Catherine Saucier

Kudos to Catherine Saucier, associate professor of music history and musicology, for receiving glowing reviews in significant research journals for her monograph "Paradise of Priests."

The book examines the music of religious worship in Liège, in modern-day Belgium. In medieval times, the city was known as a priestly paradise, since it was the seat of a vast diocese in northwestern Europe and a city with an exceptional number of churches, clergymen and church musicians. Surprisingly, the city accommodated as many masses each day as did Rome.

"The intersection of civic and religious cultures fascinates me, specifically how sacred rituals and music promote local identity," says Saucier. "A wealth of surviving historical records, choir books, and artwork document how the medieval city of Liège came to be venerated as a saint. I was eager to explore these interdisciplinary connections and it was amazing to discover how music was such an integral part of this phenomenon."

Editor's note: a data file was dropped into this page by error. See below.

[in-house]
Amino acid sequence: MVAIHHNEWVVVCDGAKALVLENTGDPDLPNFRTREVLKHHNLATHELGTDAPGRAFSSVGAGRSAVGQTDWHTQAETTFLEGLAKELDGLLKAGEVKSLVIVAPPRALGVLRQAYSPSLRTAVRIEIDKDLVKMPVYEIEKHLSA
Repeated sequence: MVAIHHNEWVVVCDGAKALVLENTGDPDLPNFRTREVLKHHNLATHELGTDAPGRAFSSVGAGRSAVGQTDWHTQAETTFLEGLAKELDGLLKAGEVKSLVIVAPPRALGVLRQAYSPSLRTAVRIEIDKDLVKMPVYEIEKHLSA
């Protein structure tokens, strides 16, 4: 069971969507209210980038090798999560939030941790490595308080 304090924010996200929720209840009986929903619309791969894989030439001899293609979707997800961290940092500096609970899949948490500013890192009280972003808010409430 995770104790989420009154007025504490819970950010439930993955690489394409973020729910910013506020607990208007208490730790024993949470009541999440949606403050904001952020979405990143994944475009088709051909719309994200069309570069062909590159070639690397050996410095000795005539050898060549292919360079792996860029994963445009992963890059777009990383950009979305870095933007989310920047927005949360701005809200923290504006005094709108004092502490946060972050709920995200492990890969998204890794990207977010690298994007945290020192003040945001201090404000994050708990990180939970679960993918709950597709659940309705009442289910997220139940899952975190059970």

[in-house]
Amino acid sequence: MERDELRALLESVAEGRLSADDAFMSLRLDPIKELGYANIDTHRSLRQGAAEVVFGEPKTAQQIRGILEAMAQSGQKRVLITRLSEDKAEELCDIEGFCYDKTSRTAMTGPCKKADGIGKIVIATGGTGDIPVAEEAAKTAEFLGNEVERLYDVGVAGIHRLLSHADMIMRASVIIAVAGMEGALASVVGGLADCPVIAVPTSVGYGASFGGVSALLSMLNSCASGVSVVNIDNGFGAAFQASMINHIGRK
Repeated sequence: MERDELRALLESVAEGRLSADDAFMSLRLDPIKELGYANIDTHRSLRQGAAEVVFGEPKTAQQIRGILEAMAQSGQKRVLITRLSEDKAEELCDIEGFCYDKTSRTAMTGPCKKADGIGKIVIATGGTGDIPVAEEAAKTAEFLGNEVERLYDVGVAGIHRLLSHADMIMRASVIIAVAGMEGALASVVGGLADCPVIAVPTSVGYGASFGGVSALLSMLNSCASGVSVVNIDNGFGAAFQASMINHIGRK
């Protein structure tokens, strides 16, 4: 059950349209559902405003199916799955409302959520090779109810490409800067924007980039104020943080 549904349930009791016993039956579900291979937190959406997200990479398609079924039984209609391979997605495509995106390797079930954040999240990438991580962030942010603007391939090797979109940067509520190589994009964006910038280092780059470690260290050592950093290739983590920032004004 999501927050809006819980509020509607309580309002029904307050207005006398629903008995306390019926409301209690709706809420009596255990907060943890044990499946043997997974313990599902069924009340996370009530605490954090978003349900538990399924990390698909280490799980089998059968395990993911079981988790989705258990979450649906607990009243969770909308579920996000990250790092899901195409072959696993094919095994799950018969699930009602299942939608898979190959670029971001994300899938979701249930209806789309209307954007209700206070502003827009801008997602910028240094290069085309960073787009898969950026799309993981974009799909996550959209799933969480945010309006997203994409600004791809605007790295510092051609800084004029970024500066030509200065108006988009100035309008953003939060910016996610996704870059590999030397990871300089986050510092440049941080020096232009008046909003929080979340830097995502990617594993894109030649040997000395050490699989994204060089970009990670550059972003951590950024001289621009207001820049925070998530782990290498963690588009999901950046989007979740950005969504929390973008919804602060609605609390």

Barbara Haggh-Huglo, an internationally-recognized expert in medieval music of the Low Countries (Belgium and the Netherlands), reviewed Saucier's book in the journal Plainsong and Medieval Music, stating, "This meticulously argued book is pathbreaking on several counts." Saucier says it was an honor that Haggh-Huglo reviewed her book in such detail.

Other journals that reviewed the book include Music and Letters, Early Music, Catholic Historical Review and The Journal of the Dolmetsch Foundation.

To find out more about the book and to read several of the reviews, go to the publisher's website: